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Asbury Park Press Editorial - Sandy Hook
Time for answers on Fort Hancock

Published in the Asbury Park Press 9/17/04

An Asbury Park Press editorial

National Park Service representatives will attend a forum tomorrow to discuss plans for the redevelopment of Fort Hancock at Sandy Hook. It's the first opportunity residents will have to ask questions about the project since the Park Service signed a 60-year lease agreement with a private developer. It's an opportunity anyone concerned about the fate of Fort Hancock and Sandy Hook shouldn't miss.

The forum, to be held at 2 p.m. at Fort Hancock's Post Theatre, was scheduled after the Park Service surprised critics of the plan by signing a lease to restore and sublease 36 buildings three days before a planned meeting with Rep. Frank J. Pallone Jr., D-N.J. The lease-signing took place before many outstanding questions about the project were satisfactorily answered. Among those we hope will be answered tomorrow:

What are the Park Service and the developer, Sandy Hook Partners, doing to prevent further deterioration of the most important buildings in Fort Hancock, including the 1878 Officers Club?

What percentage of the buildings being restored will be accessible to the general public? How will the Officers Club be used, and how much of it will be open to the public?

What percentage of the accommodations planned for Fort Hancock will be available to the general public, and what will be done to keep them affordable?

Who will the tenants be in the first phases of the project, and who will finance the building restorations?

What assurances has the Park Service given its current leaseholders -- primarily educational institutions providing a variety of programs that enrich thousands of schoolchildren each year -- that they will be allowed to remain in their present buildings?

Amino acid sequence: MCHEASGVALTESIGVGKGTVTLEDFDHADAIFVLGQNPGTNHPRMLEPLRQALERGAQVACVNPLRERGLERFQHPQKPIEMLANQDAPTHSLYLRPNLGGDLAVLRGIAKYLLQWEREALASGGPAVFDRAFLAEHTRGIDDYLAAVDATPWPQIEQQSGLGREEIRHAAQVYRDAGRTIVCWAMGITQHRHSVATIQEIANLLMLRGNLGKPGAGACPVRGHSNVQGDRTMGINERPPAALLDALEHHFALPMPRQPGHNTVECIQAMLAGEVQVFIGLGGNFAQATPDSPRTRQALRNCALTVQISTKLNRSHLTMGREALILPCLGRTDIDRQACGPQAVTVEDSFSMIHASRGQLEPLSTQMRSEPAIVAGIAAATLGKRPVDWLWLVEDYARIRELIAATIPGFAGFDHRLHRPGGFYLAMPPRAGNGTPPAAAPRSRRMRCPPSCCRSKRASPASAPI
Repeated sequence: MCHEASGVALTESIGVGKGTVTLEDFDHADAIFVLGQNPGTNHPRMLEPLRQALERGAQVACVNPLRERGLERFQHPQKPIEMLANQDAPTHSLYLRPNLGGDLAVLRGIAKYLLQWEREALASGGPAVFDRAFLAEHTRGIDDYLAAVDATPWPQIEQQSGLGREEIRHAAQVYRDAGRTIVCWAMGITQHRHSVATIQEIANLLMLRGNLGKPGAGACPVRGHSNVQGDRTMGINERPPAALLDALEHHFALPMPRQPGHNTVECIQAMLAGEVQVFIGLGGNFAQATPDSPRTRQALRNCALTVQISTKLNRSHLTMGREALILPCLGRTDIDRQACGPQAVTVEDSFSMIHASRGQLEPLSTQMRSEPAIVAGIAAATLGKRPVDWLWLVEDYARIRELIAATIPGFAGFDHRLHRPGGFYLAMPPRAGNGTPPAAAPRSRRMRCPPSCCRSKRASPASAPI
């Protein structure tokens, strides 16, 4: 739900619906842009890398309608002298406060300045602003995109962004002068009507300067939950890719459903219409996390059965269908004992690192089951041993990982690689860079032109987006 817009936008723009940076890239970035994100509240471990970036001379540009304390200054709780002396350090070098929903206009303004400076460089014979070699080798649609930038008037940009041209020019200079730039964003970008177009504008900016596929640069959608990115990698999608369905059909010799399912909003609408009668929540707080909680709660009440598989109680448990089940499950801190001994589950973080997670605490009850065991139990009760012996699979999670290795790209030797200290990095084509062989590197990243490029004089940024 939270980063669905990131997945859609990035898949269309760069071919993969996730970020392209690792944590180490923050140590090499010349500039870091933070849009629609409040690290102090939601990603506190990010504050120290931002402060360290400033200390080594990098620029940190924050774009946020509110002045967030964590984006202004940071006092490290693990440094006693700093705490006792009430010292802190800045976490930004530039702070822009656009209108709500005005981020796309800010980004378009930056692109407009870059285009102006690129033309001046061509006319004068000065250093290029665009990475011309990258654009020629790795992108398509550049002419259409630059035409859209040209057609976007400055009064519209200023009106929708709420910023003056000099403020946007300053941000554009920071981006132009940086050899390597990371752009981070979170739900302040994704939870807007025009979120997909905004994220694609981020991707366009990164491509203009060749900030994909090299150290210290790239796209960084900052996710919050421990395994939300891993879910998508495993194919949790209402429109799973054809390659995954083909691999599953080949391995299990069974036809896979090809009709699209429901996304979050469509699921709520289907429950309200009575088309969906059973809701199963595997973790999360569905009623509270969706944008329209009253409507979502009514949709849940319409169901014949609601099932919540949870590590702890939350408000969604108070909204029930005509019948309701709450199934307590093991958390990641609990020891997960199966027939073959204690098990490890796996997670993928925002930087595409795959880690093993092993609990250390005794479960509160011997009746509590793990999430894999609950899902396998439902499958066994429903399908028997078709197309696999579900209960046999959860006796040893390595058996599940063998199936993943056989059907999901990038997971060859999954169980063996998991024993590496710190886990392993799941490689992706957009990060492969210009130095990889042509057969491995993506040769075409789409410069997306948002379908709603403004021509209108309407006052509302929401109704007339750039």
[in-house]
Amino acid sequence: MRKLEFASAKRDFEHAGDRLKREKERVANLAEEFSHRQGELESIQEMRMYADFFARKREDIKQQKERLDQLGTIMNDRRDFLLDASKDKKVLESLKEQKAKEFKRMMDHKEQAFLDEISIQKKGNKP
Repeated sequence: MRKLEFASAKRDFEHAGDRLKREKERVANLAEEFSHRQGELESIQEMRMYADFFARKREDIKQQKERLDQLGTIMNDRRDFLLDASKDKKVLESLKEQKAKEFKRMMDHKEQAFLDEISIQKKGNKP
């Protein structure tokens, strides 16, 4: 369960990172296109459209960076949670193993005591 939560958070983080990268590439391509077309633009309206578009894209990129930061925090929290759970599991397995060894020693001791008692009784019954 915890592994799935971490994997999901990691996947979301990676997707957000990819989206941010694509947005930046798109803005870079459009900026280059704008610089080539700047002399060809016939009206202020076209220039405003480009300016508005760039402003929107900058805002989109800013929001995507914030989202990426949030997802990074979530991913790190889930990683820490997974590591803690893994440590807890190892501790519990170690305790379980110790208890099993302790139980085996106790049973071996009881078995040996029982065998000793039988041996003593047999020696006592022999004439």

How does the Park Service reconcile converting buildings in a national park for private, commercial use with its core mission of protecting federal parkland and making it available for public recreational use?

How could the Park Service certify a financial plan when there are so many unanswered questions about how the individual buildings will be used and by whom?

Does the lease agreement allow the developer to put up new construction on the footprints of buildings that have been allowed to deteriorate?

What assurances can the Park Service provide that Fort Hancock won't be turned into what amounts to a corporate conference center and retreat?The Park Service said it will send two associate regional directors to tomorrow's forum. That's fine, but Northeast Region Director Marie Rust -- who signed off on the lease agreement -- should cancel her weekend plans and attend the forum as well. Answers should come from the top. Concerned residents shouldn't be left with responses like "I'll get back to you," or "I'll pass along your concerns."

Residents deserve open, honest answers. They should head to Fort Hancock tomorrow and demand them.
 
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